Dynamic range is the luminance ratio between the brightest and the darkest objects in a scene, factoring in floor noise and is measured as dB. The human vision system can visually replicate about 150dB, while most current image sensors capture in a range of 60dB to 90dB natively. Many technologies have been developed to attempt to get closer to the range of human vision system. These include dual/triple conversion gain, multi-exposure (LDR images of the same scene taken under different exposure times) and intra-scene methods. While sensor-level HDR approaches have merit, there are trade-offs and all are limited by the amount of dynamic range they can achieve without either slowing down frame rates, lowering resolution or creating unacceptable noise levels and transition area noise and artifacts.
Agnostic Approach with Sensors and Logic
Pinnacle’s agnostic approach to providing Ultra HDR™ Video allows a developer to utilize any applicable combination of low, mid and high-end image sensors and logic, various gain, exposure and scene improvements, at the sensor level and can be used in combined with proprietary frame merge IP Cores. Pinnacle’s merge IP core blocks are capable of 2, 3 and 4 frame merges and are meant to be utilized with Pinnacle’s proprietary LATM IP block and supportive IP cores or as stand-alone IP blocks.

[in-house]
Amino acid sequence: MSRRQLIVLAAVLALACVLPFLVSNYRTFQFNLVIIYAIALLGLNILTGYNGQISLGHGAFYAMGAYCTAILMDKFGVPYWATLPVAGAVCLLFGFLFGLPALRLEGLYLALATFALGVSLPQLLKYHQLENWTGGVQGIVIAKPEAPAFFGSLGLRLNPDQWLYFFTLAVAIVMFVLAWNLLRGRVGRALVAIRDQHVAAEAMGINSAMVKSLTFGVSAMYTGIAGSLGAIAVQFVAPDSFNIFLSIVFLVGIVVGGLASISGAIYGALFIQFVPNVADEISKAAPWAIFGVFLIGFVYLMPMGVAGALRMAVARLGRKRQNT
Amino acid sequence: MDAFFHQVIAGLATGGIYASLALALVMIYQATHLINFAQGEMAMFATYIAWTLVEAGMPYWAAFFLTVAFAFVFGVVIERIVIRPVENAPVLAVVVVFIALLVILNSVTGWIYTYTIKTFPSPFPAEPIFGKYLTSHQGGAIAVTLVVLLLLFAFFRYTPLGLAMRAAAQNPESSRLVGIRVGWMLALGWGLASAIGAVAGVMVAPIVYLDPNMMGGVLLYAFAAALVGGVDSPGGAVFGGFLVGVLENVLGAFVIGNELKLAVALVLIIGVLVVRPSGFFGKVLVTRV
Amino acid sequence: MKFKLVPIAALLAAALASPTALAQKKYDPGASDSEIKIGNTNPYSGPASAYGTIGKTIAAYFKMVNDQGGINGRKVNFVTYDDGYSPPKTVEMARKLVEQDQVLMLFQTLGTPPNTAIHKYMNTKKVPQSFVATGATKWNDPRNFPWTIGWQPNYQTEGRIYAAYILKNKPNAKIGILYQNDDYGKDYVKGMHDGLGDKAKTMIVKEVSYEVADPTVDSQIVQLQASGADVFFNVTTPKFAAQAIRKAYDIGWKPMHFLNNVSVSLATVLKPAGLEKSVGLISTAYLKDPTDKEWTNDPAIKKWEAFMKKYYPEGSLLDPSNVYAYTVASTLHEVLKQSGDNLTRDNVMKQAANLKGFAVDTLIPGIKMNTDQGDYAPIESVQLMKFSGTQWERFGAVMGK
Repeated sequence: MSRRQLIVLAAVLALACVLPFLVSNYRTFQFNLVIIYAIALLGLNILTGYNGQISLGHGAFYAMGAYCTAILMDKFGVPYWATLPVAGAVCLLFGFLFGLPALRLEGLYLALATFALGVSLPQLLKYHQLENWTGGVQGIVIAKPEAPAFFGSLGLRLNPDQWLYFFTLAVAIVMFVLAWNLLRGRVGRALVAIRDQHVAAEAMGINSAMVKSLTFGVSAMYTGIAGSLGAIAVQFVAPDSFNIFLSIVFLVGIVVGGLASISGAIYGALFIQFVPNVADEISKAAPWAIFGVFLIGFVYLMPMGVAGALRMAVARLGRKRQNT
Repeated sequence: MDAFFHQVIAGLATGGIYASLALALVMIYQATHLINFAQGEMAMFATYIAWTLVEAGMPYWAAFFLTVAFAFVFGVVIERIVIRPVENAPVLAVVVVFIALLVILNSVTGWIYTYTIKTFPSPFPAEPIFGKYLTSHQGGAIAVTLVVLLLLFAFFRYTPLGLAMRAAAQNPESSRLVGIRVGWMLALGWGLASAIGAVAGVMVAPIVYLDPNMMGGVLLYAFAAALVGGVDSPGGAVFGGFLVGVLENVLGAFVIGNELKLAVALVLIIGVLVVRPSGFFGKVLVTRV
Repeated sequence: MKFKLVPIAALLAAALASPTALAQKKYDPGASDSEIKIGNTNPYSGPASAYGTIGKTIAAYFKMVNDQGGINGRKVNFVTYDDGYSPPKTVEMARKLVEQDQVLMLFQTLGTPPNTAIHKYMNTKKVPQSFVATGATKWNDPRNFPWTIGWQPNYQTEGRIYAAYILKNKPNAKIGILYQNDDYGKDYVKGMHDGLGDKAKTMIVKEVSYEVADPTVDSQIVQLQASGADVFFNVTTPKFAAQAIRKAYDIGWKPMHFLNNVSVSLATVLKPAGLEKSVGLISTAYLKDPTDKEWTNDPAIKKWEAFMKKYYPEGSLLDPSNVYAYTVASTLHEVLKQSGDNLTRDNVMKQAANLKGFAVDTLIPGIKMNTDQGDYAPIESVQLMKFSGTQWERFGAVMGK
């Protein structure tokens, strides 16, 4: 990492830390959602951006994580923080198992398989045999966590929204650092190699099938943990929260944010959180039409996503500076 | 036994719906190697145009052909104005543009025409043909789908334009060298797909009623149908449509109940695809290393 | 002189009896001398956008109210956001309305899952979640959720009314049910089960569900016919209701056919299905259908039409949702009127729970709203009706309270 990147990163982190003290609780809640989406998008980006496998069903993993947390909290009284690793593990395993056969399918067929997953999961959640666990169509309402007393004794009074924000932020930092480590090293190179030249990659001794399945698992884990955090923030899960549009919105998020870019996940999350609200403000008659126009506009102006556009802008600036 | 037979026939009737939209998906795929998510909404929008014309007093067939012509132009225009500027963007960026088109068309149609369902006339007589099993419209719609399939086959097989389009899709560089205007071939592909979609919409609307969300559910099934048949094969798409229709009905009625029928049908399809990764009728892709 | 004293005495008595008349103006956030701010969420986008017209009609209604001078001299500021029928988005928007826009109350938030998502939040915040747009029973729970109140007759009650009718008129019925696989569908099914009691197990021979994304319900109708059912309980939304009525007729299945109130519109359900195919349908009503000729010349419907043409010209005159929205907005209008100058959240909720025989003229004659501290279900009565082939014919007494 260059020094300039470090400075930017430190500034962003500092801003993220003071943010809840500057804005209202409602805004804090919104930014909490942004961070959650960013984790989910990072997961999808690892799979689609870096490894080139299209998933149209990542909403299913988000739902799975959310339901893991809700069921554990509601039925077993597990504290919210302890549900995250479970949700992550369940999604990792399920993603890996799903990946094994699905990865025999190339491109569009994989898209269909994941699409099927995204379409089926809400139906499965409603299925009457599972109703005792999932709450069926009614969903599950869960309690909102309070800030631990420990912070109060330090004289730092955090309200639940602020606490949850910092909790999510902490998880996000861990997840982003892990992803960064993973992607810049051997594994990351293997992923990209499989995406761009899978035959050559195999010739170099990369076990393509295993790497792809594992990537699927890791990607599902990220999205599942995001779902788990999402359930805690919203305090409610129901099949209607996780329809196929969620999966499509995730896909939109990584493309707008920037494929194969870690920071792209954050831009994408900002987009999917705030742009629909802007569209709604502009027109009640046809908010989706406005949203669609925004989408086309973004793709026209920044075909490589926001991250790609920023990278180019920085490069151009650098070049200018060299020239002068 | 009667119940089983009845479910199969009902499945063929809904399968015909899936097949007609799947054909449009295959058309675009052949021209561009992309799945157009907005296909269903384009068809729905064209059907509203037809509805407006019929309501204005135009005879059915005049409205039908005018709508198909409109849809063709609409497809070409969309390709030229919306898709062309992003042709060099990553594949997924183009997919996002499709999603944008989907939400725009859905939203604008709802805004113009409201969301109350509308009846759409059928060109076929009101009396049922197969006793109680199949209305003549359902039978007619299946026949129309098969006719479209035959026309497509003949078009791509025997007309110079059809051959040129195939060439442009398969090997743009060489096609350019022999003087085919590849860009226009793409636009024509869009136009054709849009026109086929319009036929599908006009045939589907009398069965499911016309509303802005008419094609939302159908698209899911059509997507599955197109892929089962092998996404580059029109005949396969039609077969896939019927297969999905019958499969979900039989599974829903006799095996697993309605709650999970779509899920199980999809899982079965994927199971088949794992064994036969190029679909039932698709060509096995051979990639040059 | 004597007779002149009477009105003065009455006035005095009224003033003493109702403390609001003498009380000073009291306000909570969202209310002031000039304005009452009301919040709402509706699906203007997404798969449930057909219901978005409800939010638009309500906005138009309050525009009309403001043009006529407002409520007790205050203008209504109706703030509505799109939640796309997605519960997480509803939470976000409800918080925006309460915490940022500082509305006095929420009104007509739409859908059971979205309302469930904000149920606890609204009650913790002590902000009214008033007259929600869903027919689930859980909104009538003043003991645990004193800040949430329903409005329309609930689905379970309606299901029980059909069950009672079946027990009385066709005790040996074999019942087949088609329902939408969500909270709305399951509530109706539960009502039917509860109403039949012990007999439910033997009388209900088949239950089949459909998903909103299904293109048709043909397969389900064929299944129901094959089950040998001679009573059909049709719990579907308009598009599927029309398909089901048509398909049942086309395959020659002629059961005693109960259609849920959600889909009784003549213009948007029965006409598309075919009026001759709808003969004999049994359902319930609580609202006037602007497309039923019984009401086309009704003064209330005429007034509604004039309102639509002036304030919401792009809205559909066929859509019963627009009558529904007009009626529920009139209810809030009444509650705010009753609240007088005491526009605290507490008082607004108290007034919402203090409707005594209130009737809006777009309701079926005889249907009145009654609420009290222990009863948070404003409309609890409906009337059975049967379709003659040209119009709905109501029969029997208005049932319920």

For example, some sensors produce up to 115 dB non-natively, at 1080p/60fps, which may not need further dynamic range improvement for the application, but need Pinnacle’s Locally Adaptive Tone Mapping IP cores for adaptive scene improvement for each frame. Some sensors produce about 65 dB in their native mode and can utilize an added boost in range to 120 dB utilizing Pinnacle’s 4 frame merge, or Pinnacle’s 2 frame merge with no visible artifacts for improved motion capture.
Pinnacle’s IP Block Segmentation
Pinnacle’s 23 proprietary IP Cores related to Ultra HDR™ video and still capture are categorized into 3 main IP blocks, the Ultra HDR™ frame merge block, supportive Ultra HDR™ ICS blocks to the Ultra HDR™ merge block and Ultra HDR™ LATM.
Some IP Cores are designed to be dependent IP’s, supporting Pinnacle’s proprietary Ultra HDR™ ICS (Internal Color Space), but can be made independent and utilized outside Pinnacle’s Ultra HDR™ ICS in other ICS’s by utilizing transforms (direct and reverse).
Use Cases for Ultra HDR™ proprietary Locally Adaptive Tone Mapping
Pinnacle’s Locally Adaptive Tone Mapping (LATM) algorithms can be utilized with Pinnacle’s proprietary Ultra HDR™ 4, 3, or 2 frame merge color data, using LATM IP cores embedded in logic to render tonal reproduction and dynamic range better matched to specific displays output using Pinnacle’s proprietary CCM’s.
Customers and partners can also utilize Pinnacle’s Locally Adaptive Tone Mapping (LATM) algorithms embedded in logic in conjunction with a selective sensor’s WDR mode that already has a relatively wide dynamic range to produce better Ultra HDR™ results than utilizing the sensor alone (sensor dependent), enhancing the tonal range to provide higher quality video.